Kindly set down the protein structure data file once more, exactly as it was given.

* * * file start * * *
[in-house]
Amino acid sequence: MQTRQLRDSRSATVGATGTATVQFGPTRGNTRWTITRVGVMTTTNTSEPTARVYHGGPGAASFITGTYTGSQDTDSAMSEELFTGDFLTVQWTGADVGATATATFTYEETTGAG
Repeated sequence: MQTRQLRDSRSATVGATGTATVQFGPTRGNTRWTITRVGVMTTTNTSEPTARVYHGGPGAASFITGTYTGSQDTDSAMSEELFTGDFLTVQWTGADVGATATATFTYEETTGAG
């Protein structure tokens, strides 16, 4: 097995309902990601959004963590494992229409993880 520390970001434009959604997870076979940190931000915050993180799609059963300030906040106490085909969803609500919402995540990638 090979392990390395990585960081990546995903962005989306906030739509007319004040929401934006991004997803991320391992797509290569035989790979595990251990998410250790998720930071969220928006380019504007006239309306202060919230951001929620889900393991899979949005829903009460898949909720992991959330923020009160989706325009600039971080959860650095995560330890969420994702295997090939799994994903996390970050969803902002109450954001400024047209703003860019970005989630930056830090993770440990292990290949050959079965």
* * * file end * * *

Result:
[in-house]
Amino acid sequence: MQTRQLRDSRSATVGATGTATVQFGPTRGNTRWTITRVGVMTTTNTSEPTARVYHGGPGAASFITGTYTGSQDTDSAMSEELFTGDFLTVQWTGADVGATATATFTYEETTGAG
Repeated sequence: MQTRQLRDSRSATVGATGTATVQFGPTRGNTRWTITRVGVMTTTNTSEPTARVYHGGPGAASFITGTYTGSQDTDSAMSEELFTGDFLTVQWTGADVGATATATFTYEETTGAG
């Protein structure tokens, strides 16, 4: 097995309902990601959004963590494992229409993880 520390970001434009959604997870076979940190931000915050993180799609059963300030906040106490085909969803609500919402995540990638 090979392990390395990585960081990546995903962005989306906030739509007319004040929401934006991004997803991320391992797509290569035989790979595990251990998410250790998720930071969220928006380019504007006239309306202060919230951001929620889900393991899979949005829903009460898949909720992991959330923020009160989706325009600039971080959860650095995560330890969420994702295997090939799994994903996390970050969803902002109450954001400024047209703003860019970005989630930056830090993770440990292990290949050959079965």